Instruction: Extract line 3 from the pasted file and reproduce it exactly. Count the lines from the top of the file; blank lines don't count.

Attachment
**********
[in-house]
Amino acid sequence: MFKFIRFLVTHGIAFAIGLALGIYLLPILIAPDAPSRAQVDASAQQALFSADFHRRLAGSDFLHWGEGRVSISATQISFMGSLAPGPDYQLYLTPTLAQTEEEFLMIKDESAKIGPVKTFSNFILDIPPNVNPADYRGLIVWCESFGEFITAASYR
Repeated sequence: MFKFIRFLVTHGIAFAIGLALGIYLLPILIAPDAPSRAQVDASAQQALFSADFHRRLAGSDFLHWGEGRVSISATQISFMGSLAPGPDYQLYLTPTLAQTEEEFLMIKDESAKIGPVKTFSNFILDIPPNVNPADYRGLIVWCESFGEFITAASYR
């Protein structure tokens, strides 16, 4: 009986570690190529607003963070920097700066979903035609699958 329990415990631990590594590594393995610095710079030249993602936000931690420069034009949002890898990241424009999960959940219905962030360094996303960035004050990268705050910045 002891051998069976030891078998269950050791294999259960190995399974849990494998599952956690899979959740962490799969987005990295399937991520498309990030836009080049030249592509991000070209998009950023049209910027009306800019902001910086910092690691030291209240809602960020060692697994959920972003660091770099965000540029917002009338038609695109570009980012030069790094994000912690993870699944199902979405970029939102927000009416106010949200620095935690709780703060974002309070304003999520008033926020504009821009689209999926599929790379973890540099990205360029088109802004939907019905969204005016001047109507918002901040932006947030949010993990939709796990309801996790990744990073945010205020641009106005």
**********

Repeated sequence: MFKFIRFLVTHGIAFAIGLALGIYLLPILIAPDAPSRAQVDASAQQALFSADFHRRLAGSDFLHWGEGRVSISATQISFMGSLAPGPDYQLYLTPTLAQTEEEFLMIKDESAKIGPVKTFSNFILDIPPNVNPADYRGLIVWCESFGEFITAASYR